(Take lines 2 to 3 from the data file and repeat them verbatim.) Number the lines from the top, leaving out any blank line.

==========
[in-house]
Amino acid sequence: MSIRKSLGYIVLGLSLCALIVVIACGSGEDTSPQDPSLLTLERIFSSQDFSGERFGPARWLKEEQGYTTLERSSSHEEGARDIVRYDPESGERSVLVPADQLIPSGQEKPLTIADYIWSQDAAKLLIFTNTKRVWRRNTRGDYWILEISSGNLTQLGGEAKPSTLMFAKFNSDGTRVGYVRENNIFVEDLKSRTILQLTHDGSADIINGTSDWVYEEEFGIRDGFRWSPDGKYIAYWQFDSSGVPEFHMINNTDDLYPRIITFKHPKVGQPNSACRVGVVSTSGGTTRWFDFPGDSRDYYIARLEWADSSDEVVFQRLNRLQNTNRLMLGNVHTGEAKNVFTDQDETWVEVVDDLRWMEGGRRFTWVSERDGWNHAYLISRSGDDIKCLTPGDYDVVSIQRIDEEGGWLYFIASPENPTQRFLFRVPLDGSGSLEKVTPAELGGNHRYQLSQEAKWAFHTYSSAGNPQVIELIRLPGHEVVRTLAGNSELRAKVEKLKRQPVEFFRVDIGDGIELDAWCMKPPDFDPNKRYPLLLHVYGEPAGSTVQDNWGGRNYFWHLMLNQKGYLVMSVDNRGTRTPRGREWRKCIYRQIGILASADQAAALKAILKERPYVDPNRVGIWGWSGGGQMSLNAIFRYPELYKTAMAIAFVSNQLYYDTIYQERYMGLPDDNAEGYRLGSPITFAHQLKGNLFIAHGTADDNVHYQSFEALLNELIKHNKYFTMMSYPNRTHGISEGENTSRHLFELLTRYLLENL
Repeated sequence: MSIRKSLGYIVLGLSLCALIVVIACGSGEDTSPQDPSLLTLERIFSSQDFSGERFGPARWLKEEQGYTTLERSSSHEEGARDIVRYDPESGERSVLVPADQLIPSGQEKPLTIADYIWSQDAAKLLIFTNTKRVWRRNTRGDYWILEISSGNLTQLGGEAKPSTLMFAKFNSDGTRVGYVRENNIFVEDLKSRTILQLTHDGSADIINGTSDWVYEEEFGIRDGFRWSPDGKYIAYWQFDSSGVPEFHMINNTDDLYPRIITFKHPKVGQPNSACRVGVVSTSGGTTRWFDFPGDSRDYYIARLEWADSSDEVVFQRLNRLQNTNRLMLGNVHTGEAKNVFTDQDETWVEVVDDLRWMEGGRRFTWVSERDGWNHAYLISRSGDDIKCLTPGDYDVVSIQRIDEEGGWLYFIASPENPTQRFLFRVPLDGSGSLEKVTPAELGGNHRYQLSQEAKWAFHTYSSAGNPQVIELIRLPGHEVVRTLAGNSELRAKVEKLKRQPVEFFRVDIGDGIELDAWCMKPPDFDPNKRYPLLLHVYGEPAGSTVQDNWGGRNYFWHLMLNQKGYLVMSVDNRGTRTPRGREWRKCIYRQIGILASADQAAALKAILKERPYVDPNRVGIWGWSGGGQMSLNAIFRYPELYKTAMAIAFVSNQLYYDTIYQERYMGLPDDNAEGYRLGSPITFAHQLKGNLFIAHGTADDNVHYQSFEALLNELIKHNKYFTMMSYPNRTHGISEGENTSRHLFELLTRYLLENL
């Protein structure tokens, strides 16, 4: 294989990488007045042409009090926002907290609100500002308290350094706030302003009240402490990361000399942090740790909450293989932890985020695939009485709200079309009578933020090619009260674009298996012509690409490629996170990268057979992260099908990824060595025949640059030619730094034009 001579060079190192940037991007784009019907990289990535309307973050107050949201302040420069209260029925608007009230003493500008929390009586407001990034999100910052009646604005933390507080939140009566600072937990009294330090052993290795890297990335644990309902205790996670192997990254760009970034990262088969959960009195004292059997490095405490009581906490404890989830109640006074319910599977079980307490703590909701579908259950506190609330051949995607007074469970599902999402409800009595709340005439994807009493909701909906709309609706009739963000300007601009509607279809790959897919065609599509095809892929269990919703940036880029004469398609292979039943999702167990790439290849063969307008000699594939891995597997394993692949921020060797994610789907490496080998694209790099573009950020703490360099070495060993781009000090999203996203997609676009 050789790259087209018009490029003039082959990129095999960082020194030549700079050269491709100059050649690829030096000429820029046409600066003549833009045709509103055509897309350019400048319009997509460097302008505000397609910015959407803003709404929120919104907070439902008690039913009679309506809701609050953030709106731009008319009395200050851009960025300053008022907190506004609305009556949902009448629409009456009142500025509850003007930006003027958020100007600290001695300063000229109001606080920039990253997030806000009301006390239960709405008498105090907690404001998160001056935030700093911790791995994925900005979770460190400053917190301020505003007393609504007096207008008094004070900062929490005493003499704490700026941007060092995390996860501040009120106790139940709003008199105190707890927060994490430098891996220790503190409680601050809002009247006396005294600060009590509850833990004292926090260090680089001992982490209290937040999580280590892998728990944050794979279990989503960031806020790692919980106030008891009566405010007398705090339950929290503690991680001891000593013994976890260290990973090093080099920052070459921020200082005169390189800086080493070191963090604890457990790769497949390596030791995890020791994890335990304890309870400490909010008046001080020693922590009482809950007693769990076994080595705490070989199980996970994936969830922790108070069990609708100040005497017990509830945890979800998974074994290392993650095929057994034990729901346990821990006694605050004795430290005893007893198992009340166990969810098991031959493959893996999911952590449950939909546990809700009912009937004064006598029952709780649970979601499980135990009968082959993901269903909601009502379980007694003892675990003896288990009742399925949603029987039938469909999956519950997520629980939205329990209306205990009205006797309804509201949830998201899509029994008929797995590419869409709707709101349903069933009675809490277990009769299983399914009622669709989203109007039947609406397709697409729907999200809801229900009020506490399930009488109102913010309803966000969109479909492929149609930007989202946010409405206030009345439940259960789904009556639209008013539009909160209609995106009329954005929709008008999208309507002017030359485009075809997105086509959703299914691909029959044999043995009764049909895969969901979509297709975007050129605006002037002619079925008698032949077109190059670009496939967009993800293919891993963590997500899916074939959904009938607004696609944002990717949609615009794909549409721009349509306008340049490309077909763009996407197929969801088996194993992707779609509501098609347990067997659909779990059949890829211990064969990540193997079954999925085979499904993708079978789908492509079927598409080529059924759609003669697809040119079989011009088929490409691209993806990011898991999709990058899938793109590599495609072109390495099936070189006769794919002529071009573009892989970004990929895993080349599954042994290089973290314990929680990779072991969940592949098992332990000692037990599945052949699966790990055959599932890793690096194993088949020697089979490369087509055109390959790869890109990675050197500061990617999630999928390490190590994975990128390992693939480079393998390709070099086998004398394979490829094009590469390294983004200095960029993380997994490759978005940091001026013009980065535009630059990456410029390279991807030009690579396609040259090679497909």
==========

Amino acid sequence: MSIRKSLGYIVLGLSLCALIVVIACGSGEDTSPQDPSLLTLERIFSSQDFSGERFGPARWLKEEQGYTTLERSSSHEEGARDIVRYDPESGERSVLVPADQLIPSGQEKPLTIADYIWSQDAAKLLIFTNTKRVWRRNTRGDYWILEISSGNLTQLGGEAKPSTLMFAKFNSDGTRVGYVRENNIFVEDLKSRTILQLTHDGSADIINGTSDWVYEEEFGIRDGFRWSPDGKYIAYWQFDSSGVPEFHMINNTDDLYPRIITFKHPKVGQPNSACRVGVVSTSGGTTRWFDFPGDSRDYYIARLEWADSSDEVVFQRLNRLQNTNRLMLGNVHTGEAKNVFTDQDETWVEVVDDLRWMEGGRRFTWVSERDGWNHAYLISRSGDDIKCLTPGDYDVVSIQRIDEEGGWLYFIASPENPTQRFLFRVPLDGSGSLEKVTPAELGGNHRYQLSQEAKWAFHTYSSAGNPQVIELIRLPGHEVVRTLAGNSELRAKVEKLKRQPVEFFRVDIGDGIELDAWCMKPPDFDPNKRYPLLLHVYGEPAGSTVQDNWGGRNYFWHLMLNQKGYLVMSVDNRGTRTPRGREWRKCIYRQIGILASADQAAALKAILKERPYVDPNRVGIWGWSGGGQMSLNAIFRYPELYKTAMAIAFVSNQLYYDTIYQERYMGLPDDNAEGYRLGSPITFAHQLKGNLFIAHGTADDNVHYQSFEALLNELIKHNKYFTMMSYPNRTHGISEGENTSRHLFELLTRYLLENL
Repeated sequence: MSIRKSLGYIVLGLSLCALIVVIACGSGEDTSPQDPSLLTLERIFSSQDFSGERFGPARWLKEEQGYTTLERSSSHEEGARDIVRYDPESGERSVLVPADQLIPSGQEKPLTIADYIWSQDAAKLLIFTNTKRVWRRNTRGDYWILEISSGNLTQLGGEAKPSTLMFAKFNSDGTRVGYVRENNIFVEDLKSRTILQLTHDGSADIINGTSDWVYEEEFGIRDGFRWSPDGKYIAYWQFDSSGVPEFHMINNTDDLYPRIITFKHPKVGQPNSACRVGVVSTSGGTTRWFDFPGDSRDYYIARLEWADSSDEVVFQRLNRLQNTNRLMLGNVHTGEAKNVFTDQDETWVEVVDDLRWMEGGRRFTWVSERDGWNHAYLISRSGDDIKCLTPGDYDVVSIQRIDEEGGWLYFIASPENPTQRFLFRVPLDGSGSLEKVTPAELGGNHRYQLSQEAKWAFHTYSSAGNPQVIELIRLPGHEVVRTLAGNSELRAKVEKLKRQPVEFFRVDIGDGIELDAWCMKPPDFDPNKRYPLLLHVYGEPAGSTVQDNWGGRNYFWHLMLNQKGYLVMSVDNRGTRTPRGREWRKCIYRQIGILASADQAAALKAILKERPYVDPNRVGIWGWSGGGQMSLNAIFRYPELYKTAMAIAFVSNQLYYDTIYQERYMGLPDDNAEGYRLGSPITFAHQLKGNLFIAHGTADDNVHYQSFEALLNELIKHNKYFTMMSYPNRTHGISEGENTSRHLFELLTRYLLENL